On March 23, Oregon Gov. Kate Brown announced updates to county risk levels for the community spread of COVID-19. Lane County will again shift down on Friday, this time into the “lower risk” designation after a steady progression from “extreme” to “moderate” risk assessments over the past four weeks. In addition, neighboring Douglas county, which has been in the “extreme risk” category, will drop to “high risk” on Friday.
“This week, we continue to see the majority of counties at lower and moderate risk, and I want to thank Oregonians once again for making smart choices throughout this pandemic,” Brown said.
Effective March 26 through April 8, there will be only two counties — Coos and Curry counties — in the extreme risk level, six at high risk, 14 at moderate risk and another 14 at designated as lower risk.
Under the lower risk designation, more of Lane County will reopen, though still with COVID-19 safety protocols in place. Many activities that were restricted under higher risk levels are allowed. This includes increased people capacity and operating hours for several business types. For Douglas County, the high-risk level allows all business the opportunity to be open, with some restrictions and limitations on capacity. Note that, as part of the state COVID risk and safety mandates instituted in December 2020, Senior Centers and Hookah bars are not allowed to operate regardless of the risk level in their county.
More information is available at coronavirus.oregon.gov.
Brown credited the lower risk designations to people receiving the COVID-19 vaccine from Pfizer, Moderna and Johnson & Johnson.
“As we work to open up vaccine eligibility to all Oregonians by May 1, we are seeing the light at the end of the tunnel get a little brighter. But we still have more work to do to reach the level of community-wide protection we need. I encourage all Oregonians to keep wearing your masks, maintain physical distance, stay home when sick, and get your vaccine when it's available to you,” she said.
On March 11, President Joseph Biden directed states, tribes and territories to make all adults eligible for the COVID-19 vaccine no later than May 1.
Thus far, Oregonians in Phase 1A are eligible for the vaccine. This includes medical workers, long-term care and hospice workers and emergency response workers. Phase 1B became eligible in January. Groups 1 to 5 are currently eligible, which encompasses school district staff and childcare workers as well as adults age 65 and older.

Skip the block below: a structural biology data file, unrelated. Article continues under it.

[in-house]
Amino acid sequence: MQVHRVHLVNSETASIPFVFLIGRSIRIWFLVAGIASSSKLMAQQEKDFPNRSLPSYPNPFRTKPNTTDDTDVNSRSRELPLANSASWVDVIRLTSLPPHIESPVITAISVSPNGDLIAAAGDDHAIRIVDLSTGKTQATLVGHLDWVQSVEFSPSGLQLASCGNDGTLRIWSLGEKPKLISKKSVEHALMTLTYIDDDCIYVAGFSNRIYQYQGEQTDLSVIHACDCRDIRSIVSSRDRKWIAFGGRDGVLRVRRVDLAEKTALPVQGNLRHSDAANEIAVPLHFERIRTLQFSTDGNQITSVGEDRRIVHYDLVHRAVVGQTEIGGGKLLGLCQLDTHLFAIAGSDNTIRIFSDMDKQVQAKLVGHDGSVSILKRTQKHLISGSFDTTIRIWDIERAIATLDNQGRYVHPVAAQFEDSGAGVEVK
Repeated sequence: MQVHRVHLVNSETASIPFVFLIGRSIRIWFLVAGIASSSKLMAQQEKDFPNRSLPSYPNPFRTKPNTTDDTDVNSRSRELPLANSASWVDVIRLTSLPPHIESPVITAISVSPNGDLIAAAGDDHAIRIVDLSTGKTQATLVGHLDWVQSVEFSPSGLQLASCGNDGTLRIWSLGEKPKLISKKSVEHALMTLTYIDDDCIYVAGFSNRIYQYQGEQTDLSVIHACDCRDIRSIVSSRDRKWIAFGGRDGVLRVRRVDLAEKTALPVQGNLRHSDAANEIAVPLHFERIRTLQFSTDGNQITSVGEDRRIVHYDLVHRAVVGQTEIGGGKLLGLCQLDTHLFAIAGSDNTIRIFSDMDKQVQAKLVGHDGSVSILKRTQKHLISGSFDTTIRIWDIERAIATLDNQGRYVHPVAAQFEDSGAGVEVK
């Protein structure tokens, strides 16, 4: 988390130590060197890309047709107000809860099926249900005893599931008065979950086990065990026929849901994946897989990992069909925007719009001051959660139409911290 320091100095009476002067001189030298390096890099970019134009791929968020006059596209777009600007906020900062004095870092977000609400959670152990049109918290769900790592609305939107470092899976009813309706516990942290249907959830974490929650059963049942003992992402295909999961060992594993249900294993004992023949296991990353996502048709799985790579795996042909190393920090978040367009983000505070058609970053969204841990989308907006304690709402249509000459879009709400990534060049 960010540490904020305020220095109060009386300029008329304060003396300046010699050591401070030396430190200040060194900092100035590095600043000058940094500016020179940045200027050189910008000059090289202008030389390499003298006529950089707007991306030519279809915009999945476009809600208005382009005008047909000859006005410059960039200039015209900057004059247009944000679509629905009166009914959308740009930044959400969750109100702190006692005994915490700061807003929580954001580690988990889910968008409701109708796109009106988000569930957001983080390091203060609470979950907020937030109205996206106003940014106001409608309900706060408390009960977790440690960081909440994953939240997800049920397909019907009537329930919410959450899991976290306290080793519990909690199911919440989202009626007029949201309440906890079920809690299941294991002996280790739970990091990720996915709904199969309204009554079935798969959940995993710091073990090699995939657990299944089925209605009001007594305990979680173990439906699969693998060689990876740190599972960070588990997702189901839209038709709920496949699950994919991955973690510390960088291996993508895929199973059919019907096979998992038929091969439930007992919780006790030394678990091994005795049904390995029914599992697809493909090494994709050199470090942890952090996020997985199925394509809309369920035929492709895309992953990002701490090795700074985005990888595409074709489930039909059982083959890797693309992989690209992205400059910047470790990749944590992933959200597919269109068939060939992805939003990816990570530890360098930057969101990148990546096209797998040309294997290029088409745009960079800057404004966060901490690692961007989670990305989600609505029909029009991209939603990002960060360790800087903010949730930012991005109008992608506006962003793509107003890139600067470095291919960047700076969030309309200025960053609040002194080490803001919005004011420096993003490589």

The next phase, Group 6, will be eligible no later than March 29. This will be:
Group 7 will be eligible no later than April 19. This includes
People can see the full list of eligible frontline workers at www.cdc.gov/vaccines/covid-19/categories-essential-workers.html for a full list.
Lane County Government announced its readiness for this timeline as it prepares for increased vaccine allocations in the coming week. On social media, staff posted, “Federal allocations bring May vaccinations.”
Lane county also indicated the state is on track with current eligibility timelines based on current allocations. Additionally, the timelines for eligible groups may advance once Oregon receives enough increased doses from the federal government.
As of press time Tuesday, 1.53 million doses of COVID-19 vaccines have been administered in Oregon, with 570,304 fully vaccinated.
To sign up for vaccines in Lane County, people can go to www.lanecounty.org/coronavirus.
The county also offered Oregon Health Authority guidance for people who have already gotten the vaccine — both doses of Pfizer or Moderna vaccines, or the single-dose Johnson & Johnson — and waited the appropriate time.
“You should still take steps to protect yourself and others in many situations, like wearing a mask, staying at least 6 feet apart from others, and avoiding crowds and poorly ventilated spaces,” stated a staff report.
People should also continue to avoid medium or large-sized gatherings and travel.
Oregon Health Authority’s COVID-19 website is healthoregon.org/coronavirus.
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